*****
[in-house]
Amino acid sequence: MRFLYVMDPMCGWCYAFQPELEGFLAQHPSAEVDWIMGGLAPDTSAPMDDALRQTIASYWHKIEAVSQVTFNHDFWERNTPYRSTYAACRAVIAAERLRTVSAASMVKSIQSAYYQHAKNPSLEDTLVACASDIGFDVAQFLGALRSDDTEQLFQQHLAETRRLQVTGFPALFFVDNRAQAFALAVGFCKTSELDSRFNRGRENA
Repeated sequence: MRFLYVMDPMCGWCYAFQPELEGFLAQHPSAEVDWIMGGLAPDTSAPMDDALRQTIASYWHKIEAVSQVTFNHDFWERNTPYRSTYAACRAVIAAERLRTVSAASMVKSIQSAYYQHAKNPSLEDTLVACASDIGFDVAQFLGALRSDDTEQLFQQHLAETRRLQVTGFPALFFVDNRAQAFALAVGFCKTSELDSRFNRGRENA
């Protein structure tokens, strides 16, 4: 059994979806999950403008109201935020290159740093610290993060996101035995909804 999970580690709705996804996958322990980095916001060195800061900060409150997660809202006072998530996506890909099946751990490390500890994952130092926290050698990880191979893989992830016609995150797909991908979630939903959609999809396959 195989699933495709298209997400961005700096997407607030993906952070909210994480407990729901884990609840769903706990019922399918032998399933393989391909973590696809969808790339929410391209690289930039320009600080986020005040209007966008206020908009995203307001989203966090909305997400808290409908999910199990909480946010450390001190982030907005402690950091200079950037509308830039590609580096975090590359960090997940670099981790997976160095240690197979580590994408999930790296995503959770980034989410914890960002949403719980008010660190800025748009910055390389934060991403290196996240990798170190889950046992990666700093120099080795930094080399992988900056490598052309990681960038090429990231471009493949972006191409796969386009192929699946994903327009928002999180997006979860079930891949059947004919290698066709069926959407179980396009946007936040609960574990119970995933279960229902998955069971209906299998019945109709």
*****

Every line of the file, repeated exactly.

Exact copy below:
[in-house]
Amino acid sequence: MRFLYVMDPMCGWCYAFQPELEGFLAQHPSAEVDWIMGGLAPDTSAPMDDALRQTIASYWHKIEAVSQVTFNHDFWERNTPYRSTYAACRAVIAAERLRTVSAASMVKSIQSAYYQHAKNPSLEDTLVACASDIGFDVAQFLGALRSDDTEQLFQQHLAETRRLQVTGFPALFFVDNRAQAFALAVGFCKTSELDSRFNRGRENA
Repeated sequence: MRFLYVMDPMCGWCYAFQPELEGFLAQHPSAEVDWIMGGLAPDTSAPMDDALRQTIASYWHKIEAVSQVTFNHDFWERNTPYRSTYAACRAVIAAERLRTVSAASMVKSIQSAYYQHAKNPSLEDTLVACASDIGFDVAQFLGALRSDDTEQLFQQHLAETRRLQVTGFPALFFVDNRAQAFALAVGFCKTSELDSRFNRGRENA
């Protein structure tokens, strides 16, 4: 059994979806999950403008109201935020290159740093610290993060996101035995909804 999970580690709705996804996958322990980095916001060195800061900060409150997660809202006072998530996506890909099946751990490390500890994952130092926290050698990880191979893989992830016609995150797909991908979630939903959609999809396959 195989699933495709298209997400961005700096997407607030993906952070909210994480407990729901884990609840769903706990019922399918032998399933393989391909973590696809969808790339929410391209690289930039320009600080986020005040209007966008206020908009995203307001989203966090909305997400808290409908999910199990909480946010450390001190982030907005402690950091200079950037509308830039590609580096975090590359960090997940670099981790997976160095240690197979580590994408999930790296995503959770980034989410914890960002949403719980008010660190800025748009910055390389934060991403290196996240990798170190889950046992990666700093120099080795930094080399992988900056490598052309990681960038090429990231471009493949972006191409796969386009192929699946994903327009928002999180997006979860079930891949059947004919290698066709069926959407179980396009946007936040609960574990119970995933279960229902998955069971209906299998019945109709």